NEW YORK (

TheStreet

) - The two gigawatt deal that First Solar has been working on in China, the Ordos solar project, may not be one that the U.S. solar bellwether can put in the bank. A report in the

Washington Post

says that the Chinese government is reopening the bidding for the project.

The First Solar deal to build the huge solar project in China was first announced in September 2009. Since then, the deal has run into snafus, which First Solar has commented on publicly, with project delays and trips by First Solar officials to China to try to smooth out the process with government officials.

Back in May, First Solar dispatched president Bruce Sohn to China to negotiate with Chinese officials on the plans for a national feed-in tariff, which the First Solar official said was holding up plans for plant construction. Now it seems that it was more than just the national feed-in tariff in China that has delayed First Solar in its Chinese ambitions.

>>First Solar Deals With China Delays

First Solar had originally planned to start construction on the plant in June.

Now an official from the Chinese government in Inner Mongolia tells the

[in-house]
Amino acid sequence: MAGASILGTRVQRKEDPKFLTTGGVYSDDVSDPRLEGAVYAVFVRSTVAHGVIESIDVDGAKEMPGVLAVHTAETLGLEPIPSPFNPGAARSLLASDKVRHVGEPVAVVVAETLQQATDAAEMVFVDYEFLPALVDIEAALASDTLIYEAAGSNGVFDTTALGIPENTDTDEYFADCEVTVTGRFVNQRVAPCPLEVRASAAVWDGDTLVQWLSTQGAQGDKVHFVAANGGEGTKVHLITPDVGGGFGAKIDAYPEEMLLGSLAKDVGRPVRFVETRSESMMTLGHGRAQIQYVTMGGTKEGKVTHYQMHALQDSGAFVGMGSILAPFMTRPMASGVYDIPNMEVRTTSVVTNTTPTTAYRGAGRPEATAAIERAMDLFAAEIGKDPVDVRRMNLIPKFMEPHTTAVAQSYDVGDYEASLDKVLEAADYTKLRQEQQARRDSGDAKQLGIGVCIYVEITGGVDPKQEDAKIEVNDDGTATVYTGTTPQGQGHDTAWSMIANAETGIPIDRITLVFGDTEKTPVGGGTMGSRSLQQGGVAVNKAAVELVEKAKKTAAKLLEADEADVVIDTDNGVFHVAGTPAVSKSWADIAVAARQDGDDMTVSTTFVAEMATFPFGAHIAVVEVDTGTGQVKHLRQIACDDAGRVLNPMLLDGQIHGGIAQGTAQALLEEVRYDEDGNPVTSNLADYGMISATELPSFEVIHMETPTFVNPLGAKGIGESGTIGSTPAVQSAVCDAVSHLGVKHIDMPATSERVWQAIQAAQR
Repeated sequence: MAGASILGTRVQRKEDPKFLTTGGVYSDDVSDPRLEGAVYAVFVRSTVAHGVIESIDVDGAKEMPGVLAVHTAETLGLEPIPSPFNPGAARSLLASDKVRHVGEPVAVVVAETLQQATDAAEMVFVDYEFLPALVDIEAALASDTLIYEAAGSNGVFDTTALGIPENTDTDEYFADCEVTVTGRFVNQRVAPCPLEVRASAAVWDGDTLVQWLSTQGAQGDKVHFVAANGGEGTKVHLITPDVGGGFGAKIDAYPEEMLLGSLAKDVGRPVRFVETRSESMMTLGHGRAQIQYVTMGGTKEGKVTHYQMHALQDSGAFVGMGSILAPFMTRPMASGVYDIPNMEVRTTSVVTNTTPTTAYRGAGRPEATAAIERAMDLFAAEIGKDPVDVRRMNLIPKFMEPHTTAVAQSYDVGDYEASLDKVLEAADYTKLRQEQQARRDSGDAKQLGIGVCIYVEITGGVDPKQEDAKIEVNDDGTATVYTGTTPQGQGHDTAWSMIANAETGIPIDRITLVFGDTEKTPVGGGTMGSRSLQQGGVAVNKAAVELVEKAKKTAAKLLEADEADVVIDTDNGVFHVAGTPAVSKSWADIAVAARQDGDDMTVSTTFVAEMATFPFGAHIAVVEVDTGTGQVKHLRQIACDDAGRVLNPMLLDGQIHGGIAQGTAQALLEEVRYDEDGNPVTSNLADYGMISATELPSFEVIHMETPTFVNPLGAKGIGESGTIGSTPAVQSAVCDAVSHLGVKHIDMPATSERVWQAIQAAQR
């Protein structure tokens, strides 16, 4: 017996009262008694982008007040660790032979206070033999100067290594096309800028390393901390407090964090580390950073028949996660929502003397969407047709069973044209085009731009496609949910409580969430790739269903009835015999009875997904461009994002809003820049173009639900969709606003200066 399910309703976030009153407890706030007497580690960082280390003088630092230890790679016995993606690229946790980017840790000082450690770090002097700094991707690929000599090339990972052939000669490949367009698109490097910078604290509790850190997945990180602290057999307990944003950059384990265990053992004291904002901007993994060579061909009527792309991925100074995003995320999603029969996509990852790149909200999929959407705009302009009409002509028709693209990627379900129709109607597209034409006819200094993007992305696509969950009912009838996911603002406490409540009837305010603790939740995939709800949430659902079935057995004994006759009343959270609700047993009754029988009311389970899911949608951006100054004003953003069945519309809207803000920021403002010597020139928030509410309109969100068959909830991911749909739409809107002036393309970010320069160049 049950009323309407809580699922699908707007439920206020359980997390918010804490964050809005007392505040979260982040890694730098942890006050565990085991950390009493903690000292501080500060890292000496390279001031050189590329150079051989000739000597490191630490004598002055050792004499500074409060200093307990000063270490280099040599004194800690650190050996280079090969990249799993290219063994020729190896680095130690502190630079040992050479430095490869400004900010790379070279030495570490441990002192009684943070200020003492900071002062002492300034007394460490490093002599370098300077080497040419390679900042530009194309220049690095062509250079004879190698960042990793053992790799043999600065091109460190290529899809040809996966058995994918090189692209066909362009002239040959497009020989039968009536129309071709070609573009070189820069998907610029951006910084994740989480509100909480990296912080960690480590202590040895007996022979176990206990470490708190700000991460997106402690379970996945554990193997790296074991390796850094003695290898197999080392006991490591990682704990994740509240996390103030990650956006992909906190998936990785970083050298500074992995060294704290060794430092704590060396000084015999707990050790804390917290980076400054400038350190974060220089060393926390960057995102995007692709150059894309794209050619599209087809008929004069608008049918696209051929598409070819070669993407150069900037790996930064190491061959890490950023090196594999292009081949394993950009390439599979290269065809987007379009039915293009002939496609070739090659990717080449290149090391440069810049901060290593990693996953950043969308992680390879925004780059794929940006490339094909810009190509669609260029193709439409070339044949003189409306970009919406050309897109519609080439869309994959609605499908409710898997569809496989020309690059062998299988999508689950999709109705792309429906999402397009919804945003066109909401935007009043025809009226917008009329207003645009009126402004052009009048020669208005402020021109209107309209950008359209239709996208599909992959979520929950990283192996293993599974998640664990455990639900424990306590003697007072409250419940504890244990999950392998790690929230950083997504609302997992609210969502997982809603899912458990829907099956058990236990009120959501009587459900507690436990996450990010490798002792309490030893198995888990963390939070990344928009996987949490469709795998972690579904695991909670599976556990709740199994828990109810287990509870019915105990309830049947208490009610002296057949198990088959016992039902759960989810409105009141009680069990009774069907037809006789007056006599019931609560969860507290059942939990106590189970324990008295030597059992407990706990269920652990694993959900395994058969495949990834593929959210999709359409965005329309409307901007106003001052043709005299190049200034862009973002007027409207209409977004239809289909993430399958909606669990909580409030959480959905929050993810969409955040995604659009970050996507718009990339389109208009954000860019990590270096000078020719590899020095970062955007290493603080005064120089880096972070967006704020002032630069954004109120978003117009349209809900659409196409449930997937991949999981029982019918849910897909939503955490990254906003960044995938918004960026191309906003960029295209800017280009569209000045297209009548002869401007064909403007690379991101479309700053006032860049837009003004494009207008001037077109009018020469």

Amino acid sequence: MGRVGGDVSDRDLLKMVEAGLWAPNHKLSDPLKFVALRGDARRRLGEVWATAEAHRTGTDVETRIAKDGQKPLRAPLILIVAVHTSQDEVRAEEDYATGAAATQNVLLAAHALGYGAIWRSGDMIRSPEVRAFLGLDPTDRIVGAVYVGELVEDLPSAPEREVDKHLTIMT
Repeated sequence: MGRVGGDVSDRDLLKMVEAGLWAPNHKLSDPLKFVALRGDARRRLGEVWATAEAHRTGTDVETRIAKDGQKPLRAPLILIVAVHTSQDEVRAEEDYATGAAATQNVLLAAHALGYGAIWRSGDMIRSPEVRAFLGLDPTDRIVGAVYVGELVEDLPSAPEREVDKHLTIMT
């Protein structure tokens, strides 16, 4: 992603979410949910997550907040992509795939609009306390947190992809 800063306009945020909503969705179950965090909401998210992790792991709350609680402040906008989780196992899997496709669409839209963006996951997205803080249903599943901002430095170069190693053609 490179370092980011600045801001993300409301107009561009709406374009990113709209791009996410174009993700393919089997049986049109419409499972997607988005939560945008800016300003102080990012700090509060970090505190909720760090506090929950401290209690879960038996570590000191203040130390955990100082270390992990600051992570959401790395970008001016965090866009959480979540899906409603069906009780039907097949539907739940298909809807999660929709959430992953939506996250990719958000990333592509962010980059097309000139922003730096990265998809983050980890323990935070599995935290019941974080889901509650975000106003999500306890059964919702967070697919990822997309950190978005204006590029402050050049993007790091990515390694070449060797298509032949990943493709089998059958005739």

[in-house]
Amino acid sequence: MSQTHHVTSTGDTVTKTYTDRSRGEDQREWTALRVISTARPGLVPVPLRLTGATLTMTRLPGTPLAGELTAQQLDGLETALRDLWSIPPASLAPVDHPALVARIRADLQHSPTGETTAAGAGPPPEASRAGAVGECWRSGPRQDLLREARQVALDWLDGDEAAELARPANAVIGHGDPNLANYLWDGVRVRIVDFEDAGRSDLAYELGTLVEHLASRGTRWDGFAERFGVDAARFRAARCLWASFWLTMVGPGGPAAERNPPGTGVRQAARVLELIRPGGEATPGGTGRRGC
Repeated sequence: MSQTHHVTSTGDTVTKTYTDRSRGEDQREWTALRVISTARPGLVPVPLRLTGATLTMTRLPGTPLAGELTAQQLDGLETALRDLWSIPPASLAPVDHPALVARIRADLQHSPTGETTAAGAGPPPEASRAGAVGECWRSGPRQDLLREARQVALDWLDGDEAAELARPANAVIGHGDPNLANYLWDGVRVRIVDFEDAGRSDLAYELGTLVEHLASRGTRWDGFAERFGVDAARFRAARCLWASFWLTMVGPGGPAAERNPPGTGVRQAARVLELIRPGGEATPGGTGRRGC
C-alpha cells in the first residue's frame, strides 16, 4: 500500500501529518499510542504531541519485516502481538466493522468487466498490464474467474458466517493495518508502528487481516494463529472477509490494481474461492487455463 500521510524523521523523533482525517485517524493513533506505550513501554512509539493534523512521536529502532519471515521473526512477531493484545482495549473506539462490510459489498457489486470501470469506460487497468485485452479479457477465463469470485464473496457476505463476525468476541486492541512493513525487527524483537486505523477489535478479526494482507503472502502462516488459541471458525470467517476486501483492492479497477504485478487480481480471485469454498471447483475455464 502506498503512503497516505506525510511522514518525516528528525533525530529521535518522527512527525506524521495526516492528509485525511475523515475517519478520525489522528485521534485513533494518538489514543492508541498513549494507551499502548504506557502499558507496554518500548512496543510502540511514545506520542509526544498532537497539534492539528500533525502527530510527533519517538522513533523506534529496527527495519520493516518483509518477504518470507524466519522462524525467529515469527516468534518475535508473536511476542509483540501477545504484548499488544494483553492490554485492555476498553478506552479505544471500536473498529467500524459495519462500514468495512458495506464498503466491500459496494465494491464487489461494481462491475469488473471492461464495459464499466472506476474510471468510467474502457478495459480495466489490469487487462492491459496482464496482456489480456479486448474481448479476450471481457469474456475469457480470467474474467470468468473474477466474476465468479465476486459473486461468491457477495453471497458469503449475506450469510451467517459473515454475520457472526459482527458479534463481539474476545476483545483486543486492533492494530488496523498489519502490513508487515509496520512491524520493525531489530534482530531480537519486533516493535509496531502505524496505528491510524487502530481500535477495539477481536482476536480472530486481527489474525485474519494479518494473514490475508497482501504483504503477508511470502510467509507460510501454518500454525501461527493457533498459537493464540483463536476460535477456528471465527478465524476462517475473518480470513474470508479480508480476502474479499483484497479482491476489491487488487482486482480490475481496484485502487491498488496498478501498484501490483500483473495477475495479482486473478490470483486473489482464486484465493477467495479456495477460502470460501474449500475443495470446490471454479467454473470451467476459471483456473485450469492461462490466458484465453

Washington Post

that bidding is being opened, suggesting Chinese solar leaders like

Trina Solar

(TSL)

,

Suntech Power

(STP)

and

Yingli Green Energy

(YGE)

, among others, could make a play for the mega project.

Chinese banks have recently provided huge loan commitments to Trina, Yingli and Suntech, and as in the U.S., the doling out of deals in alternative energy is part of a national debate over job growth and fostering of domestic manufacturing capabilities.

At the same time, Suntech, Yingli and Trina have plans to move into the U.S. large-scale market and are hoping to chip away at the huge lead of First Solar, SunPower and MEMC Electronic Materials affiliate SunEdison. Yingli had planned to construct a plant in the U.S. this year, but has put those plans on hold. Suntech's first U.S. plant is in Goodyear, Arizona.

Many of the new feed-in tariff schemes have required large domestic content requirements for alternative energy companies hoping to win contracts. In the U.S., Chinese wind power player

A-Power Energy Generation Systems

( APWR) was forced to find a U.S. location to build wind turbines to move ahead with its plans to construct a massive wind project in Texas, ultimately settling on Nevada.

First Solar told the Post that it was "still negotiating the economic framework conditions for the project with our local partners," but also said that the project's start date was being pushed from this year to 2011.

Project delays and the potential for projects expected to be in a solar company's pipeline being reopened to competitive bidding are not surprises to the Street in its coverage of the solar industry as more of the solar companies focus on the large-scale solar power-plant marketplace.

-- Written by Eric Rosenbaum from New York.

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